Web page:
Annals of neurology

Inhibiting persistent inward sodium currents prevents myotonia.

PMID 28833464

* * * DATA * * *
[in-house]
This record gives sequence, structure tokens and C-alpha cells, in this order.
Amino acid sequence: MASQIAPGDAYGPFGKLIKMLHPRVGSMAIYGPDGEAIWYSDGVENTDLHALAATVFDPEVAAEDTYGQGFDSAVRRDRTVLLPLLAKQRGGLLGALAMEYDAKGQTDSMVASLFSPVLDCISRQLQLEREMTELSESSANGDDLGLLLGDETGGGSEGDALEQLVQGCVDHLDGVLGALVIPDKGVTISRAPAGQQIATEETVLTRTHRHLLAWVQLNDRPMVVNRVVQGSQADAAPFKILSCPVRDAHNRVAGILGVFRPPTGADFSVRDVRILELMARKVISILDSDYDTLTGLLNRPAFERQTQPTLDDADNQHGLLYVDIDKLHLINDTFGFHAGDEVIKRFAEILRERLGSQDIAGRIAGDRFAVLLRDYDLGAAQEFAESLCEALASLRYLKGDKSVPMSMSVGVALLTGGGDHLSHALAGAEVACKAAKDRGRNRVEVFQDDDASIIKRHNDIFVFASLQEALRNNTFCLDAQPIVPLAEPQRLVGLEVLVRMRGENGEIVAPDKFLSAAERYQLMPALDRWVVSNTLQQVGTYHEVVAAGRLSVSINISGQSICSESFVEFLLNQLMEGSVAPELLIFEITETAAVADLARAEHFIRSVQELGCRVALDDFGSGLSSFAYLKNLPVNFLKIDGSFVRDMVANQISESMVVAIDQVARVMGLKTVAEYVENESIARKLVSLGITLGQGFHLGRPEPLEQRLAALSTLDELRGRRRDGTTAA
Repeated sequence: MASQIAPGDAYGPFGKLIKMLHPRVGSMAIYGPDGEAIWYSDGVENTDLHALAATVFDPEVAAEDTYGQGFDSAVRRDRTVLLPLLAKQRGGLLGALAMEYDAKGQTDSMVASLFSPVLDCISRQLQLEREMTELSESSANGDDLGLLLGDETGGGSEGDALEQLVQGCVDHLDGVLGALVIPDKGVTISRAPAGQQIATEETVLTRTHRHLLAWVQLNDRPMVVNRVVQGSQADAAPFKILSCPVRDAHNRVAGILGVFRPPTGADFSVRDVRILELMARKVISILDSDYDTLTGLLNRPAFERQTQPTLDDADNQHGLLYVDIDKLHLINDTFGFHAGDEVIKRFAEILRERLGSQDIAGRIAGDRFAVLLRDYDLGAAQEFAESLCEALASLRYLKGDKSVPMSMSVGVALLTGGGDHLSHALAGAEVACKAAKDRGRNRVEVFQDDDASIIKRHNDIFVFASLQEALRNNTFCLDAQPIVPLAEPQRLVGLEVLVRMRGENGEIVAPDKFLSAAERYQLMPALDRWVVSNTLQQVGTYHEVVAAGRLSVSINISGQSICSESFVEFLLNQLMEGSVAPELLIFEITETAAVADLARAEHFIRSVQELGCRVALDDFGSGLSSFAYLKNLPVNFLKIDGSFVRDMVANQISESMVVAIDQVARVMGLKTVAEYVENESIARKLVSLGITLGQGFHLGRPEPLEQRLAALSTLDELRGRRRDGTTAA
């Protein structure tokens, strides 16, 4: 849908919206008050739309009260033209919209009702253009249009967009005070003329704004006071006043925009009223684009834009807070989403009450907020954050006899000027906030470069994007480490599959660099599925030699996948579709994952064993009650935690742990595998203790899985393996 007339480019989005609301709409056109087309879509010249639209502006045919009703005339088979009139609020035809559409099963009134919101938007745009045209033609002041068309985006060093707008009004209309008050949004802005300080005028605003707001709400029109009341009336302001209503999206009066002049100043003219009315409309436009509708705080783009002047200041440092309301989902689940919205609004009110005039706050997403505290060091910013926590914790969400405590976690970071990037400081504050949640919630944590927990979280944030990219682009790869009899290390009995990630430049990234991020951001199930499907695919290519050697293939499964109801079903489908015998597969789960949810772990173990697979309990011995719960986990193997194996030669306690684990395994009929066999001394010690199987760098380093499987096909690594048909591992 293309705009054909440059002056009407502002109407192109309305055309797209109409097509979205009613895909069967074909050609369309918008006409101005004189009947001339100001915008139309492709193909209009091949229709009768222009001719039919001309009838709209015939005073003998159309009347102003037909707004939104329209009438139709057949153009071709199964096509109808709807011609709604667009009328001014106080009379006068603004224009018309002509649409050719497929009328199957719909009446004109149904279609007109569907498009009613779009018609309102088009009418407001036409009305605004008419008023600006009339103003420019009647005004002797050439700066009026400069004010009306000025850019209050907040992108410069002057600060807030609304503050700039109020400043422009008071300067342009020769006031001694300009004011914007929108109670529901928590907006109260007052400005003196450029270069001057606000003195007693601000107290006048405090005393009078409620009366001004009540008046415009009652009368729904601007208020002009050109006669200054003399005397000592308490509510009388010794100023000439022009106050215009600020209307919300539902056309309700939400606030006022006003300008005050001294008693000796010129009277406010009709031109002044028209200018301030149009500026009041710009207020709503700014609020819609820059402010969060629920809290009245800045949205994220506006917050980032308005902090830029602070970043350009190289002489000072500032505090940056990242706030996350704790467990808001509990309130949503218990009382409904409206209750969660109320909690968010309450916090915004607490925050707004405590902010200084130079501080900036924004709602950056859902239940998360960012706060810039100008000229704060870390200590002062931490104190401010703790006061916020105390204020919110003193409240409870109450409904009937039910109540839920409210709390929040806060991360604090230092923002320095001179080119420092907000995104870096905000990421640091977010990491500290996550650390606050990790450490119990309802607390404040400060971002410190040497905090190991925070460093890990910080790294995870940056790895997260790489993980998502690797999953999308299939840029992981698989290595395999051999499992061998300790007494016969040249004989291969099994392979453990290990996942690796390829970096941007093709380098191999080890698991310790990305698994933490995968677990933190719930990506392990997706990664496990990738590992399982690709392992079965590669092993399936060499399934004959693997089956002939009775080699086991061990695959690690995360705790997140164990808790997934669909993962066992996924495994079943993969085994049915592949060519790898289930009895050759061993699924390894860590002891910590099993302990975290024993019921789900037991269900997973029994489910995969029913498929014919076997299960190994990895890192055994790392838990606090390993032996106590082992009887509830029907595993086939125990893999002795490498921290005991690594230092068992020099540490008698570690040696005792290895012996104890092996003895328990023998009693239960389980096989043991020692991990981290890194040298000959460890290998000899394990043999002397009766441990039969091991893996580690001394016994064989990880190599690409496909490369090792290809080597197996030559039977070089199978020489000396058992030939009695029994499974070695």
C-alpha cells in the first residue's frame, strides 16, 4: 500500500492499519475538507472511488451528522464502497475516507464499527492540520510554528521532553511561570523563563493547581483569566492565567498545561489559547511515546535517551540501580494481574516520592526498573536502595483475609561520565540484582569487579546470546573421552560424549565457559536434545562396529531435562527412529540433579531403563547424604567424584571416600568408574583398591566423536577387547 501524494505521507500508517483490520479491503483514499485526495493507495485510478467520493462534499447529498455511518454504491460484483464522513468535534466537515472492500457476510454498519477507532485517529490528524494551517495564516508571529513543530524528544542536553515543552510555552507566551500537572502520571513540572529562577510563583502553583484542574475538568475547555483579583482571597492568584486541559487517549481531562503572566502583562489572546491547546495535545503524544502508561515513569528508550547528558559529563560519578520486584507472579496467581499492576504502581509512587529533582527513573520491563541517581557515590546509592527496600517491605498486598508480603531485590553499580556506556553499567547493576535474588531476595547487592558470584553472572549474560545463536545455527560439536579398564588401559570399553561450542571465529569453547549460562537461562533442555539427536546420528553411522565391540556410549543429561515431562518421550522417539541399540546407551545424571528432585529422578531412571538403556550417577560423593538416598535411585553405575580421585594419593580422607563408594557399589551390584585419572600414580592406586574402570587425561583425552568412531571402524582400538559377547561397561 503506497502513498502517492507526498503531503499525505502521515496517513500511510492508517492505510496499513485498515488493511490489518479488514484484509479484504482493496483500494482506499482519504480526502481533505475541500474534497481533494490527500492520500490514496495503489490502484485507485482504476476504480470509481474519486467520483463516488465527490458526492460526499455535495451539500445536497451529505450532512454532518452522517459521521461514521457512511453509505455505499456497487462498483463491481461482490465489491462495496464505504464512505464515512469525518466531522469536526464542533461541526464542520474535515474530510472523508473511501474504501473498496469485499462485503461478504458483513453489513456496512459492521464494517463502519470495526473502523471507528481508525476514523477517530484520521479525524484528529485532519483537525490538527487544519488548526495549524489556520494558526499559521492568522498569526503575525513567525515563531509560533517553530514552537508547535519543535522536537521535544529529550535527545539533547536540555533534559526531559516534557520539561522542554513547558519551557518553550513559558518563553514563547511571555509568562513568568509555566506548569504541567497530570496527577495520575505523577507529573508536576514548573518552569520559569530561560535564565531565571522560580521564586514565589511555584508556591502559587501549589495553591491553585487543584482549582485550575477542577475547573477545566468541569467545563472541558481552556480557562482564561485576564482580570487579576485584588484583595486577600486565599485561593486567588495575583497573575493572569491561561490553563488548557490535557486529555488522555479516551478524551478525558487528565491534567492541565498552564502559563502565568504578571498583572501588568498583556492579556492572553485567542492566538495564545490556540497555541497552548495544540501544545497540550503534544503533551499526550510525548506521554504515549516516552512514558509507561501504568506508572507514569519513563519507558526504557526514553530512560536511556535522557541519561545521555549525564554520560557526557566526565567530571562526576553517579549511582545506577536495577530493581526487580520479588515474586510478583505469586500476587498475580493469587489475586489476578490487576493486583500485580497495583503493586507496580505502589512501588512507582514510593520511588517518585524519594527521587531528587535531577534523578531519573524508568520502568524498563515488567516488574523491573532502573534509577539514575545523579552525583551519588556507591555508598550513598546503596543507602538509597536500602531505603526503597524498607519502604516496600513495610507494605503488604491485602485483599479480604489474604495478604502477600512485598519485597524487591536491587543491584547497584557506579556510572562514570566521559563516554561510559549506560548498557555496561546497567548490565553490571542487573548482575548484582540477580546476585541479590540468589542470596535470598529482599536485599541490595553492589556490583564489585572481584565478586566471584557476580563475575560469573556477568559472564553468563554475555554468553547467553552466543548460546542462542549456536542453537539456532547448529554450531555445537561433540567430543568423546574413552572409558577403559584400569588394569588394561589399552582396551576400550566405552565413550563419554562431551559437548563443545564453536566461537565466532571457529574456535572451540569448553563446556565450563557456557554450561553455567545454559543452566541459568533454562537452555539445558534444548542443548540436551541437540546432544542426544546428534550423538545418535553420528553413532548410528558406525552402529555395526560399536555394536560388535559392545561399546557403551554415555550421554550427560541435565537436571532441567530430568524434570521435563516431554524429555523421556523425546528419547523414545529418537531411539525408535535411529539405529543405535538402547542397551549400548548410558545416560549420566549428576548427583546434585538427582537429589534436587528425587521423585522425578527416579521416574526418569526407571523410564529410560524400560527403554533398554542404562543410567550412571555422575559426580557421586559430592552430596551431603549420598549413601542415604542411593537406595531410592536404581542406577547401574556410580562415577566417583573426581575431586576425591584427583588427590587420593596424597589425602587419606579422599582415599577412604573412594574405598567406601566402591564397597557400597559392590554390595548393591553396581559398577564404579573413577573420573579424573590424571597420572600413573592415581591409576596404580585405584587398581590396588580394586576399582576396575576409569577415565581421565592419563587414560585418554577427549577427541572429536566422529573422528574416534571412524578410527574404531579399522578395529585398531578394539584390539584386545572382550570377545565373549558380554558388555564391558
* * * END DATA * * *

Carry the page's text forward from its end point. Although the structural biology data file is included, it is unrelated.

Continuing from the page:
Patients with myotonia congenita have muscle hyperexcitability due to loss-of-function mutations in the ClC-1 chloride channel in skeletal muscle, which causes involuntary firing of muscle action potentials (myotonia), producing muscle stiffness. The excitatory events that trigger myotonic action potentials in the absence of stabilizing ClC-1 current are not fully understood. Our goal was to identify currents that trigger spontaneous firing of muscle in the setting of reduced ClC-1 current. In vitro intracellular current clamp and voltage clamp recordings were performed in muscle from a mouse model of myotonia congenita. Intracellular recordings revealed a slow afterdepolarization (AfD) that triggers myotonic action potentials. The AfD is well explained by a tetrodotoxin-sensitive and voltage-dependent Na This work significantly changes our understanding of the mechanisms triggering myotonia. Our work suggests that the current focus of treating myotonia, blocking the transient Na